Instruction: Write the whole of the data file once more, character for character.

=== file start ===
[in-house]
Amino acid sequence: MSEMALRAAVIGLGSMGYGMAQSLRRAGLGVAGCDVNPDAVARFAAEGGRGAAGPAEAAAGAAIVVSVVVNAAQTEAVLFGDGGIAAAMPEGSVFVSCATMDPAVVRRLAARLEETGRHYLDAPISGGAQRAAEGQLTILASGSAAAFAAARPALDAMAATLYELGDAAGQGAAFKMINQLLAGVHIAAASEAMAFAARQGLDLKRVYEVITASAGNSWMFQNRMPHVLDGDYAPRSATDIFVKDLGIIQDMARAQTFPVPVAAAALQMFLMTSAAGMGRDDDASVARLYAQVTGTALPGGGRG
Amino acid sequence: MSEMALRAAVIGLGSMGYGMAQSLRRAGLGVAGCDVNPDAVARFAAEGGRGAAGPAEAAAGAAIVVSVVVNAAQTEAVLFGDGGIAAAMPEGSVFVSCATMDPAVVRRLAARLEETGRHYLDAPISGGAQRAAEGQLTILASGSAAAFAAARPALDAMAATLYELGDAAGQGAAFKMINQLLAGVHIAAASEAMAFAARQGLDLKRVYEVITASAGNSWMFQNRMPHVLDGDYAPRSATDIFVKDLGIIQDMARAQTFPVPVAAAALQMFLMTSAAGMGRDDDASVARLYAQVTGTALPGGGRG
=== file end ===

[in-house]
Amino acid sequence: MSEMALRAAVIGLGSMGYGMAQSLRRAGLGVAGCDVNPDAVARFAAEGGRGAAGPAEAAAGAAIVVSVVVNAAQTEAVLFGDGGIAAAMPEGSVFVSCATMDPAVVRRLAARLEETGRHYLDAPISGGAQRAAEGQLTILASGSAAAFAAARPALDAMAATLYELGDAAGQGAAFKMINQLLAGVHIAAASEAMAFAARQGLDLKRVYEVITASAGNSWMFQNRMPHVLDGDYAPRSATDIFVKDLGIIQDMARAQTFPVPVAAAALQMFLMTSAAGMGRDDDASVARLYAQVTGTALPGGGRG
Amino acid sequence: MSEMALRAAVIGLGSMGYGMAQSLRRAGLGVAGCDVNPDAVARFAAEGGRGAAGPAEAAAGAAIVVSVVVNAAQTEAVLFGDGGIAAAMPEGSVFVSCATMDPAVVRRLAARLEETGRHYLDAPISGGAQRAAEGQLTILASGSAAAFAAARPALDAMAATLYELGDAAGQGAAFKMINQLLAGVHIAAASEAMAFAARQGLDLKRVYEVITASAGNSWMFQNRMPHVLDGDYAPRSATDIFVKDLGIIQDMARAQTFPVPVAAAALQMFLMTSAAGMGRDDDASVARLYAQVTGTALPGGGRG